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1answer
125 views

Bicoid regulation of hunchback

I'm learning about development via the example of Drosophila embryogenesis. I understand that bicoid regulates hunchback, among other genes. My question whether the regulation is direct or indirect? ...
6
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1answer
547 views

How Do Adherent Cells In Culture Attach To A Plastic Dish?

I am particularly interested in MC3T3-E1 cells (mouse fibroblasts), which are adherent cells. Are hemidesmosomes involved in anchoring the cells to the plastic dish? What (if any) other molecules are ...
6
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4answers
81 views

Enzymatic error rate

I am aware that each enzyme generate a certain amount of misproducts. This is well documented, for example, for the DNA polymerase. I am interested in enzyme involved in biochemical processes, so for ...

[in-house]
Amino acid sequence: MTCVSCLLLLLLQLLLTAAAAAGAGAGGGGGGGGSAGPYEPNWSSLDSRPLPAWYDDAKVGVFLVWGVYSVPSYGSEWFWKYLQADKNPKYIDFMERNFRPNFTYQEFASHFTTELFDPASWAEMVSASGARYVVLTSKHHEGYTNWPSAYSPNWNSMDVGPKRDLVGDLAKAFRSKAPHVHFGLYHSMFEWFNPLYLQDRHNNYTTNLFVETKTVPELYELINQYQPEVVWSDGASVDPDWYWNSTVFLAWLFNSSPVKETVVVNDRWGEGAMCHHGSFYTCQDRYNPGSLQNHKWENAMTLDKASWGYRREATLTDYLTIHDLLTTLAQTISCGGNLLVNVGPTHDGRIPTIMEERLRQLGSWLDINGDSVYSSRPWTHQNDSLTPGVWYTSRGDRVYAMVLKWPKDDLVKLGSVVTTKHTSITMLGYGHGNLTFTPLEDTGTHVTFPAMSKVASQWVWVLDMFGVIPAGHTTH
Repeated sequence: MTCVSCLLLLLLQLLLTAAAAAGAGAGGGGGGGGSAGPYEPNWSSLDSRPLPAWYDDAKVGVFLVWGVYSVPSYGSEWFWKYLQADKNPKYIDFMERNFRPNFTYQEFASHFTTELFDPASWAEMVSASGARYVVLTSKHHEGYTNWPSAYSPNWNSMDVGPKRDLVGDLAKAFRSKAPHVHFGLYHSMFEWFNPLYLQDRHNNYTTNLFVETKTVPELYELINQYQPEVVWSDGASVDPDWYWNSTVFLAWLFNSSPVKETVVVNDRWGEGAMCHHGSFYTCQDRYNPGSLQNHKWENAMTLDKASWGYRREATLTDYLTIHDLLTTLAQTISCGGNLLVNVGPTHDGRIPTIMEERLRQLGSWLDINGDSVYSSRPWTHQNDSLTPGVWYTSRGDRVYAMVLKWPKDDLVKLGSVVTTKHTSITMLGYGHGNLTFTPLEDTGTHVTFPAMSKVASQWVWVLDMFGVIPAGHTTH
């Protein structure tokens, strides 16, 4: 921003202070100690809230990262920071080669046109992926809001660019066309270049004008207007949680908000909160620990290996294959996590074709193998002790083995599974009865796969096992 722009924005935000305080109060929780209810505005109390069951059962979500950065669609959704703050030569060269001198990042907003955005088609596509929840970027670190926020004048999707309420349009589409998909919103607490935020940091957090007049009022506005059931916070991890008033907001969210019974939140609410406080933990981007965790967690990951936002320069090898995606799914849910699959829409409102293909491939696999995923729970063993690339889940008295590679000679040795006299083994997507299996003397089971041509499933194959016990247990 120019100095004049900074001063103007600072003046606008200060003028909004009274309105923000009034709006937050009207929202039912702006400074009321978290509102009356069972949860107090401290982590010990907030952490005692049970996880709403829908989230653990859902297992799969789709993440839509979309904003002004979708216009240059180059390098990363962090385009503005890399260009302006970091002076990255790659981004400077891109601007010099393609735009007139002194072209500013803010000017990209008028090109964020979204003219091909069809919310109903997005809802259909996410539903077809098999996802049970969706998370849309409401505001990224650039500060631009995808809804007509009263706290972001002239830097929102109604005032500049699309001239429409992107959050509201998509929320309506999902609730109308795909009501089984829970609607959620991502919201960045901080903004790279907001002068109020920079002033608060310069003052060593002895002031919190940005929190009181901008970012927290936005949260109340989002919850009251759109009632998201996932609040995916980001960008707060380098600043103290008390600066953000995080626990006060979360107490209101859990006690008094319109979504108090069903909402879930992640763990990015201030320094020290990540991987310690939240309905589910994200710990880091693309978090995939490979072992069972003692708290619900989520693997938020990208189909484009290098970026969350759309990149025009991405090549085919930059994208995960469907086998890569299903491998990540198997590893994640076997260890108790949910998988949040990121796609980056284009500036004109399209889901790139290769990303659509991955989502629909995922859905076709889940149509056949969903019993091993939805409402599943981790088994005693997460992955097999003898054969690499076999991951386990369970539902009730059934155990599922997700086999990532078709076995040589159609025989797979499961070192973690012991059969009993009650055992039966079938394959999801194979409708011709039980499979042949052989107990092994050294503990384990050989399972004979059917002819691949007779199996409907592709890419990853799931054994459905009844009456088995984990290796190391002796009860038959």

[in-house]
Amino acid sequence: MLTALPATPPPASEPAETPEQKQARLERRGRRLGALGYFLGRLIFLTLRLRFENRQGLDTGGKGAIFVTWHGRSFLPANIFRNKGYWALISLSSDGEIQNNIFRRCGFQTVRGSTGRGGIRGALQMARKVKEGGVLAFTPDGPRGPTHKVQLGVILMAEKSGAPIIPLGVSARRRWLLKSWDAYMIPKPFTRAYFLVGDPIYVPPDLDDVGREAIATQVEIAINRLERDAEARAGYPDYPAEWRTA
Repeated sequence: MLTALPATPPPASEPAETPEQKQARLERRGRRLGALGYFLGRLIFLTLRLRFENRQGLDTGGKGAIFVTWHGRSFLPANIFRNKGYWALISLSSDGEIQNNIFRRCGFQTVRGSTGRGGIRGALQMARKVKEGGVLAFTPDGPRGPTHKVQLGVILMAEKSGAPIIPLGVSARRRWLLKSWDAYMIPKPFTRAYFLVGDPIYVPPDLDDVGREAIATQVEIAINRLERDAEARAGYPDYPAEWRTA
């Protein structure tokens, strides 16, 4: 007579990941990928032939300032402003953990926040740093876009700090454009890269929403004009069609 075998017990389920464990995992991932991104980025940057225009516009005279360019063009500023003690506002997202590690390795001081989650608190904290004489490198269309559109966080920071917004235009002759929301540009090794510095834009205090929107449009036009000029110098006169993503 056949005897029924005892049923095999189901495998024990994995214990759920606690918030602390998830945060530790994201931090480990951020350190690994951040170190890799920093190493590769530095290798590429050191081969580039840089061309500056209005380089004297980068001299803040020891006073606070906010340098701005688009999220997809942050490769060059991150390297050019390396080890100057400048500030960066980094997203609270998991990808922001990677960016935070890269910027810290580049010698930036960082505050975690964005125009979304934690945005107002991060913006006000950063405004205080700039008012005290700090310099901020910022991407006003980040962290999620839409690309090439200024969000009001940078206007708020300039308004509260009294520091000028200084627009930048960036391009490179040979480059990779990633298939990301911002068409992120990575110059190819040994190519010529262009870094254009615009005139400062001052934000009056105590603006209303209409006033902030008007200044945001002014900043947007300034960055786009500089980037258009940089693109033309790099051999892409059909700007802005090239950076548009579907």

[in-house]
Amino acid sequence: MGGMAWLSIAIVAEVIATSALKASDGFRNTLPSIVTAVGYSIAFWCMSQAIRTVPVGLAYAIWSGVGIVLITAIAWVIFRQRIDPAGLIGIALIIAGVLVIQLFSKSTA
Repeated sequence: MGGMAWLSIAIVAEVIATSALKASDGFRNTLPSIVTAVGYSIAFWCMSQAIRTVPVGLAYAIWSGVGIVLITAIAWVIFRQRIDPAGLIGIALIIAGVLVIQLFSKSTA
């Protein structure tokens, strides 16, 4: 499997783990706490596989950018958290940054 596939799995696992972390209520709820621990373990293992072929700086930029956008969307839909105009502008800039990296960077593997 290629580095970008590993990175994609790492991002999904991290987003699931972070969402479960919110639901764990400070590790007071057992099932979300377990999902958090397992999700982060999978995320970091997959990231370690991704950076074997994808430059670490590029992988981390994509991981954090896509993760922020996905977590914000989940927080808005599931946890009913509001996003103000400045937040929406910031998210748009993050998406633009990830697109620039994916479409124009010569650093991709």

6
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2answers
144 views

How does LCR compare to Assembly PCR

The question pretty much explains itself. How do the two methods compare? I've always used Assembly PCR but the method is prone to mistakes and I'm curious how it compares to Ligase Chain Reaction ...
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4answers
641 views

What is SDS PAGE gel polymerization time?

I am working on 20% SDS PAGE. I want to know optimum polymerization time for 20% resolving gel and 6% stacking gel. If I increase the time then would it affect the band pattern?
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5answers
370 views

What is the lowest common denominator of cancer?

What is the lowest level attribute that all cancers share? Also, what is the highest level attributes that all cancers share?
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3answers
331 views

In what sense is the “histone code” a code?

Since I started learning about molecular cell biology, I have witnessed an increasing amount of attention to this thing called a "histone code." However, unlike the central dogma of molecular cell ...
5
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1answer
1k views

How to avoid air bubbles while pipetting?

I get air bubbles while pipetting small volumes. How can I avoid them ?